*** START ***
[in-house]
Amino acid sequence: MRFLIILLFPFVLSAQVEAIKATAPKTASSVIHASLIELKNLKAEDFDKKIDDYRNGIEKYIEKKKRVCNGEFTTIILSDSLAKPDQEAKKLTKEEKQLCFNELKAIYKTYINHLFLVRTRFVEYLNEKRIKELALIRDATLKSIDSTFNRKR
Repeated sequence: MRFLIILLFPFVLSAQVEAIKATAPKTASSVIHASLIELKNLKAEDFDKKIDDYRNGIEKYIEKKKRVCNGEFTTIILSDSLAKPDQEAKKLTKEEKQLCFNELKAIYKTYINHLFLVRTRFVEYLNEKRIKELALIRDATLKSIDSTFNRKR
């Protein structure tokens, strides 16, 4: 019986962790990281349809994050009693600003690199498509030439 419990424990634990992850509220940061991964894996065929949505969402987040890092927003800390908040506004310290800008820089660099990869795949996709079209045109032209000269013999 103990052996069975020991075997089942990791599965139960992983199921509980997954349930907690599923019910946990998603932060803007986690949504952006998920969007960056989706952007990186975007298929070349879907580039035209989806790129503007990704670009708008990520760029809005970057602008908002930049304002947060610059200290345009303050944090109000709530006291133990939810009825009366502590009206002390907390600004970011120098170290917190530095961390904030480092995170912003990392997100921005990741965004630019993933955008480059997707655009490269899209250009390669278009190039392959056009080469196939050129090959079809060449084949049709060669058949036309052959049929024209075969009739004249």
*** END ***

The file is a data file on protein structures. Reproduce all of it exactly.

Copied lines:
[in-house]
Amino acid sequence: MRFLIILLFPFVLSAQVEAIKATAPKTASSVIHASLIELKNLKAEDFDKKIDDYRNGIEKYIEKKKRVCNGEFTTIILSDSLAKPDQEAKKLTKEEKQLCFNELKAIYKTYINHLFLVRTRFVEYLNEKRIKELALIRDATLKSIDSTFNRKR
Repeated sequence: MRFLIILLFPFVLSAQVEAIKATAPKTASSVIHASLIELKNLKAEDFDKKIDDYRNGIEKYIEKKKRVCNGEFTTIILSDSLAKPDQEAKKLTKEEKQLCFNELKAIYKTYINHLFLVRTRFVEYLNEKRIKELALIRDATLKSIDSTFNRKR
């Protein structure tokens, strides 16, 4: 019986962790990281349809994050009693600003690199498509030439 419990424990634990992850509220940061991964894996065929949505969402987040890092927003800390908040506004310290800008820089660099990869795949996709079209045109032209000269013999 103990052996069975020991075997089942990791599965139960992983199921509980997954349930907690599923019910946990998603932060803007986690949504952006998920969007960056989706952007990186975007298929070349879907580039035209989806790129503007990704670009708008990520760029809005970057602008908002930049304002947060610059200290345009303050944090109000709530006291133990939810009825009366502590009206002390907390600004970011120098170290917190530095961390904030480092995170912003990392997100921005990741965004630019993933955008480059997707655009490269899209250009390669278009190039392959056009080469196939050129090959079809060449084949049709060669058949036309052959049929024209075969009739004249």